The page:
> > All this comes to my question - am I overcomplicating this project? I
    > > can understand the use of something like the trac component system if
    > > I had multiple components and plugins that handled different areas of
    > > my project and different points of interaction, but I don't. I've got
    > > exactly one spot where I want to check all my plugins and hand off the
    > > message to which ever ones are looking for that command.

    >
    > As you said, it looks like you're really overengineering your design then.
    >
    > > So really,
    > > should I even bother with trying to setup some framework for this or
    > > should I just be doing a simple loop over a directory, importing all
    > > the plugins and storing them in a list and then looping over them in
    > > the message handler to see which ones were looking for the command and
    > > letting them do their thing?


    You could set thing up so that there's no need to loop over the
    plugins.
    What you can do is register a plugin (as mentioned to you before by
    Gabriel - see below) and create an entry in a handler dict so that you
    can directly dispatch the message to the appropriate handler without
    having to loop over a list of them. Something like
    handlers[message]()

    >
    > That may be an option.
    > You may want to setup a simple registry mechanism, so the plugin modules
    > look like:
    >
    > ### begin niceplugin.py ###
    > class AVeryNicePlugin(object): # or perhaps using a suitable base class
    > def handle_message(self, message):
    > ...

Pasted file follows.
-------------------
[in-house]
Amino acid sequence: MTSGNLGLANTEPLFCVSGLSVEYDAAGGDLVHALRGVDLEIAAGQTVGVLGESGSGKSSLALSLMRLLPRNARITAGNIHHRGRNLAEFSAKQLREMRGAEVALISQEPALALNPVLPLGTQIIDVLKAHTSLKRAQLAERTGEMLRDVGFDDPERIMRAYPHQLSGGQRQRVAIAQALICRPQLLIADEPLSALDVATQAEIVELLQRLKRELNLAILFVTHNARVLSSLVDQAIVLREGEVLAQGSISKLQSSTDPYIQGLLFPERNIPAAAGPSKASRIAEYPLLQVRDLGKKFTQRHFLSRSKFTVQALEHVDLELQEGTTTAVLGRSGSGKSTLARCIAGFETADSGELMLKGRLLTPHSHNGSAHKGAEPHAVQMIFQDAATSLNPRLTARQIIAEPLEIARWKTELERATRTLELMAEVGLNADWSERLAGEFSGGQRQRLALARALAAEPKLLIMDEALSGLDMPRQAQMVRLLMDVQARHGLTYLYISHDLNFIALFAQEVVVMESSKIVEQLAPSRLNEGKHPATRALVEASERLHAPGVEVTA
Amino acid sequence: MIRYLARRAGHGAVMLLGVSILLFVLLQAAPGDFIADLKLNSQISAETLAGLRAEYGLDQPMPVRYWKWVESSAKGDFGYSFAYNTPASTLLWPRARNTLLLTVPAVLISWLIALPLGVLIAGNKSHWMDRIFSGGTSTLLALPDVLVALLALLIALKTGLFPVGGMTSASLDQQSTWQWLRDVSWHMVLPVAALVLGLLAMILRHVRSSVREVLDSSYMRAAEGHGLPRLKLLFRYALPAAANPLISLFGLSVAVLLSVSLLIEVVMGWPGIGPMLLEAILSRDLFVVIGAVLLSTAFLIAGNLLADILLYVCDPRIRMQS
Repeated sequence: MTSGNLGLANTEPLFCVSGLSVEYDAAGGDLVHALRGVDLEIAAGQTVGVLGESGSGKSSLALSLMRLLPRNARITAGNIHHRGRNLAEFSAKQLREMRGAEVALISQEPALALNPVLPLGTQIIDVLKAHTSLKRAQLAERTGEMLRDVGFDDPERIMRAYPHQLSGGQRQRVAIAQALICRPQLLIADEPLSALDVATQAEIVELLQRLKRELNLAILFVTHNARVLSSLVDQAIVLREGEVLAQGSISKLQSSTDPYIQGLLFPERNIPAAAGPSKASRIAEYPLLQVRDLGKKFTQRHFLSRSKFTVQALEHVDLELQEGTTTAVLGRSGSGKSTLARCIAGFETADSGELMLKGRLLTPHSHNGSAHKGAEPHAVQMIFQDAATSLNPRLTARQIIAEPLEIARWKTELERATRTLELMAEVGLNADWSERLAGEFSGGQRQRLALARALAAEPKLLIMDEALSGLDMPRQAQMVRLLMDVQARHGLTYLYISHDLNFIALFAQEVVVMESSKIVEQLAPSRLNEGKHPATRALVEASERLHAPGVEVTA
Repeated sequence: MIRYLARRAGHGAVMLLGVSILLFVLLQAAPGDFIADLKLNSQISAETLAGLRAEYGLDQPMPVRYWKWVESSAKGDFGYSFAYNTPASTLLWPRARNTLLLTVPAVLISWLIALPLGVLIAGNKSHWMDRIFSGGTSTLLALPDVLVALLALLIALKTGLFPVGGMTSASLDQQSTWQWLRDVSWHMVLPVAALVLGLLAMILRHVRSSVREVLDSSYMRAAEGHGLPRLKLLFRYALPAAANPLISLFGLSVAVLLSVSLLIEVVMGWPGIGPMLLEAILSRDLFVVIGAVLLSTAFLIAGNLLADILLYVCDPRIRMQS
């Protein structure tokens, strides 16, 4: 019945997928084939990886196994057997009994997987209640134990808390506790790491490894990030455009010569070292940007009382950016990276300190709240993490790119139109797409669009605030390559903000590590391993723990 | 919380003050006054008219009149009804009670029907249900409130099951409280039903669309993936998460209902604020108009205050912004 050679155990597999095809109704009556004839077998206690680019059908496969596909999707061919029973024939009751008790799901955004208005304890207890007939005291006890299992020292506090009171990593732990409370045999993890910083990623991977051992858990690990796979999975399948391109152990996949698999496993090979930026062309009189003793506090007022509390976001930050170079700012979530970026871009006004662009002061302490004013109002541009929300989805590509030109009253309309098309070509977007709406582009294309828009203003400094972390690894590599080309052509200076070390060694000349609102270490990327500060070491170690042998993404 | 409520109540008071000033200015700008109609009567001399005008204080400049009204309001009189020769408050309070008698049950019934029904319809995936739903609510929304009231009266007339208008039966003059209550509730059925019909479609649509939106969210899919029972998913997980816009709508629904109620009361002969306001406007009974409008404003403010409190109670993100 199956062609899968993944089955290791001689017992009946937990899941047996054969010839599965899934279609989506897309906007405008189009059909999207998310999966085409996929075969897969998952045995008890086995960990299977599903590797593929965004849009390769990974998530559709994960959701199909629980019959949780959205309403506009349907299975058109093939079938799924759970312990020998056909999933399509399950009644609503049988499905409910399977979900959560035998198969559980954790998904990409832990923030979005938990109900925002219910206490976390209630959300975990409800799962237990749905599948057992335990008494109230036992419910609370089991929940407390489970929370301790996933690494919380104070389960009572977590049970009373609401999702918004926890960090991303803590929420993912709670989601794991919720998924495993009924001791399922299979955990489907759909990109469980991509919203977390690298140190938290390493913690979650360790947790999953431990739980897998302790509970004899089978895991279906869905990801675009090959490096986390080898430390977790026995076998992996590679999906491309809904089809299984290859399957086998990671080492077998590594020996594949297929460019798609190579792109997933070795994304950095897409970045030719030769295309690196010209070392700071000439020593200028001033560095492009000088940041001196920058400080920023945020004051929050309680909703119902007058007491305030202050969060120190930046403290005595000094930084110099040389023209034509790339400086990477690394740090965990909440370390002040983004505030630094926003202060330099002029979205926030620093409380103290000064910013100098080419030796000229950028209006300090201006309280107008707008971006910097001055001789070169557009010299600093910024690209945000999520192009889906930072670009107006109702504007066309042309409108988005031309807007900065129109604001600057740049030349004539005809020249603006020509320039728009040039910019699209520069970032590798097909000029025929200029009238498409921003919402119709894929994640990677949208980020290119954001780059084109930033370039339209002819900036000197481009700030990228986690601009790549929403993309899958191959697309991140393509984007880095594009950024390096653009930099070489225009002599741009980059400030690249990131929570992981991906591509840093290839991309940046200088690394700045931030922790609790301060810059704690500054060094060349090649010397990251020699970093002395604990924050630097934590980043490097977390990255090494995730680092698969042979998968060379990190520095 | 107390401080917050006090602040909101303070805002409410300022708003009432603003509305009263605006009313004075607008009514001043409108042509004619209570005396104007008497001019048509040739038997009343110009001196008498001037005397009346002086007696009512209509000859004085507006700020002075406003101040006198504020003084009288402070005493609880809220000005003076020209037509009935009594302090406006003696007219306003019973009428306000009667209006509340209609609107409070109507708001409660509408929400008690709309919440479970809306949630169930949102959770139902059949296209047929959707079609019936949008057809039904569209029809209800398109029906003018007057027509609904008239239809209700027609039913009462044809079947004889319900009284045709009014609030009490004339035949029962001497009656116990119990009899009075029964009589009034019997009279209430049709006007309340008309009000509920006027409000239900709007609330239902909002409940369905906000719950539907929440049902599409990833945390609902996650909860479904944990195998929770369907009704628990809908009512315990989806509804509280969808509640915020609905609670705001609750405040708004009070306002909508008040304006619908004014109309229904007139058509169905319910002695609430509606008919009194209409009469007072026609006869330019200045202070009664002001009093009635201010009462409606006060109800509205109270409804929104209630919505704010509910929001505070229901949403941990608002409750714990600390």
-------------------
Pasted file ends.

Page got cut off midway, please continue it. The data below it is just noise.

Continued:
>
    > from plugin import PluginRegistry
    > PluginRegistry.register(AVeryNicePlugin)
    > ### end niceplugin.py ###
    >
    > Your application scans a known directory for files ending in "plugin.py"
    > and imports them; the modules register themselves any class (or classes),
    > and at appropiate times the application calls some method(s) of the
    > registered plugins.


    An alternative (which we found simpler with Crunchy) is to not have a
    class-based structure, but working with simple modules and functions.
    All modules are put in the "plugin" directory which are imported at
    the beginning. Each module contain at least two functions:
    1. register() which create the handlers dict entry so that it point
    out to the appropriate function.
    2. one or more function that is called based on the message received.

    Hope it helps,

    André

    >
     
    André, Mar 27, 2008
    #3
  4. Guest

    On Mar 27, 4:18 am, André <> wrote:
    > On Mar 27, 3:31 am, "Gabriel Genellina" <>
    > wrote:
    >
    >
    >
    > > En Thu, 27 Mar 2008 01:50:56 -0300,
    > > <> escribió:

    >
    > > > All this comes to my question - am I overcomplicating this project? I
    > > > can understand the use of something like the trac component system if
    > > > I had multiple components and plugins that handled different areas of
    > > > my project and different points of interaction, but I don't. I've got